Venezuela, how did we get here? From a successful miracle economy rich in money and oil to today’s hyper-inflated, starving and sick public, the country has spiraled out of control under the guidance and leadership of Nicolas Maduro, set by former president Hugo Chavez. But it was not always so.
The story of recent Venezuela should start with the rise of Hugo Chavez, Maduro’s mentor. About twenty years prior, Chavez rose to power in the country and effectively set the landscape for today’s humanitarian crisis. In the early 90’s, Chavez boasted wild popularity as the socialist revolutionary that would transform the country and avenge and fight for the public.
In 1992, Chavez orchestrated a coup attempt alongside several other co-conspirators, seemingly fed up with the inequality and corruption they saw at the highest levels of Venezuelan governance.
After a successful Presidential run in 1998, Chavez nationalized companies, controlled currency transactions and set limits on prices and interest rates that businesses could charge. In addition, Chavez purged the state-run oil magnates which were once untouchable. Chavez blocked a coup attempt against him, controlled TV and radio broadcasts, and hosted a Sunday talk show.
Chavez also made his international presence known- shipping heavily subsidized oil to Nicaragua and Cuba, gifted heating oil to the Bronx, and signed joint agreements with Russia and Iran. The President even financed the country of Argentina after an economic collapse.
However, Venezuela itself was about to turn in to a rough financial era. In April of 1999, the President ordered the military to devise plans for combating poverty and further civic and social engagement. A national referendum was held to decide whether to create an elected assembly or completely ratify the country’s constitution. In June of that year, elections were held which chose delegated that the assembly – Chavez’ choices won a staggering 95% of the seats.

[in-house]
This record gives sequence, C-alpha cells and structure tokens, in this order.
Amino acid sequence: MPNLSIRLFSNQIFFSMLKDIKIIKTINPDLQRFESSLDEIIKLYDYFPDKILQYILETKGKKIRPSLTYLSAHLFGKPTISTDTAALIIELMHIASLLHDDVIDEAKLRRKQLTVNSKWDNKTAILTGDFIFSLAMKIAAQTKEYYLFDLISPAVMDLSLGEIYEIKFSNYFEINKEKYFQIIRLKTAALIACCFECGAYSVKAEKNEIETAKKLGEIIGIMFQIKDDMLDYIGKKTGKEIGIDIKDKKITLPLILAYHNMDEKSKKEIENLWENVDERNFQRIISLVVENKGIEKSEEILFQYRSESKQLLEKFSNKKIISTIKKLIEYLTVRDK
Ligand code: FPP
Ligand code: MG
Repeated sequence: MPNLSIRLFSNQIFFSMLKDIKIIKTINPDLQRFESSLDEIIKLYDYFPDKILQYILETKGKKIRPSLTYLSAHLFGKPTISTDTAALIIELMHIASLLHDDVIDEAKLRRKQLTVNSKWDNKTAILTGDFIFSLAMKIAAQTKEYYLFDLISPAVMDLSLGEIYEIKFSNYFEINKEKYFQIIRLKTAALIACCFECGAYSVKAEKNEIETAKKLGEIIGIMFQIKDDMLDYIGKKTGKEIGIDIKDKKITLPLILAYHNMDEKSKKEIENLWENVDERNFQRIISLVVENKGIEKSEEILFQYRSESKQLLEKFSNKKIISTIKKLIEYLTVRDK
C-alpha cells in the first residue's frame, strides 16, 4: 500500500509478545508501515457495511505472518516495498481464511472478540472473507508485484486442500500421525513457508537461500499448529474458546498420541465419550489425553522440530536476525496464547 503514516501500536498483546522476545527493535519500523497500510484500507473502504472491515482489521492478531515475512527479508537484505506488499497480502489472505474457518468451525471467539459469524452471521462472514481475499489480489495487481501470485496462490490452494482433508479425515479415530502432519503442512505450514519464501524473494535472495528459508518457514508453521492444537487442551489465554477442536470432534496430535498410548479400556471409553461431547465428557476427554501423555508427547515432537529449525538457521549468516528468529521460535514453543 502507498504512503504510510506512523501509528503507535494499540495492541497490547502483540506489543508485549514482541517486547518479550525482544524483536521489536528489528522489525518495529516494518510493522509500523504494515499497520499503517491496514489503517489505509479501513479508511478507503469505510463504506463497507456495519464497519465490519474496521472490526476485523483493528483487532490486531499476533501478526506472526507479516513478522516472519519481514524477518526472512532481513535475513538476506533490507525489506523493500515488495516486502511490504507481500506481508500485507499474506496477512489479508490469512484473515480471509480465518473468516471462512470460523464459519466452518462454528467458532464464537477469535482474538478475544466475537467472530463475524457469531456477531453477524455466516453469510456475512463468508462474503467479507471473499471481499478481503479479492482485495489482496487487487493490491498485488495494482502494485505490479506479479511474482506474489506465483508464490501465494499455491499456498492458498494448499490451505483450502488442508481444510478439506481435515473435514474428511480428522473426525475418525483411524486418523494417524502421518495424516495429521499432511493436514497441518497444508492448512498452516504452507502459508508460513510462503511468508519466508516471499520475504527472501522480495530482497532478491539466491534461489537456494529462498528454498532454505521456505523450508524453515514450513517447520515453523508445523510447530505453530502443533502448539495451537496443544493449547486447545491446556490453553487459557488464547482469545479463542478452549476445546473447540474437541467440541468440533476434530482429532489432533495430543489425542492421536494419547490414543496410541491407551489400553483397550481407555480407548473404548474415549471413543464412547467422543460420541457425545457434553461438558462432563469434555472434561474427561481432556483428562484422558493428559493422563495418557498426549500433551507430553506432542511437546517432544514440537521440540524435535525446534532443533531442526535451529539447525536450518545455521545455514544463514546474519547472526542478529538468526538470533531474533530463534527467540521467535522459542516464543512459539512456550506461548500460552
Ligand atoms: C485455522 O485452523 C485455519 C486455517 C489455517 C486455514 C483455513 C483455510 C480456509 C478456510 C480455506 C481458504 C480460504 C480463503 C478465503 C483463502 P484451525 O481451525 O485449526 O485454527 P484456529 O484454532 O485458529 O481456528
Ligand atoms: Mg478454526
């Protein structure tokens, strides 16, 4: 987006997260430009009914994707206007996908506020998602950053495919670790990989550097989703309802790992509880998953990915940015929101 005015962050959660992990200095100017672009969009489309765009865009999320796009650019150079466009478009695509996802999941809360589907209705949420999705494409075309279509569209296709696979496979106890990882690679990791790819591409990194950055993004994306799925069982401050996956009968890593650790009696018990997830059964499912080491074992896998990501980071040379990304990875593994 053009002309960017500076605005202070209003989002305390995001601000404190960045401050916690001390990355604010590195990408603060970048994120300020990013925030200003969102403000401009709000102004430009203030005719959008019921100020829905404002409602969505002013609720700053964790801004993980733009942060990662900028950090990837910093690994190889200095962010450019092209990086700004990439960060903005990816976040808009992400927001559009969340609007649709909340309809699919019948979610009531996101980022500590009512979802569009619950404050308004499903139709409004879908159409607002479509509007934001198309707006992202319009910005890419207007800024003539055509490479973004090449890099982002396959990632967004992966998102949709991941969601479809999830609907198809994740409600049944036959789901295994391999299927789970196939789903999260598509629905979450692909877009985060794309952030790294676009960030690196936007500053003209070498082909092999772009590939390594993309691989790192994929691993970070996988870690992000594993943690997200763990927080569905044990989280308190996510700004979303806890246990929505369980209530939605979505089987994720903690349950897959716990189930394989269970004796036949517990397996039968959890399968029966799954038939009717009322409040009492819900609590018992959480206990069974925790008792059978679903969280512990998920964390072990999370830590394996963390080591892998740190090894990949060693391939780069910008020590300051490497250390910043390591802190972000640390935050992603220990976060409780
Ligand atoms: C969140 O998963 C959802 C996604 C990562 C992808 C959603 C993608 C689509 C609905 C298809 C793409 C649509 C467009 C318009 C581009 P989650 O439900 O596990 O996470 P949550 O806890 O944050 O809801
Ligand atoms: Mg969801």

The new national assembly was tasked with creating a new constitution in six months or less. The assembly set up over 20 commissions to work in specific areas of interest including power of the citizen, indigenous rights and human rights.
Conflicts arose between the new constitutional assembly and those they were going to replace. The constitutional assembly was subsequently limited after declaring a “legislative emergency.”
After elections in 2000, Chavez passed the enabling act which effectively allowed him to rule by decree for the time period of one year. By 2001, growing opposition towards Chavez originated from response to “Cubanization” of the country. Here, mothers of school-aged children realized that new textbooks given to their children were actually Cuban books rife with revolutionary propaganda, having the covers changed.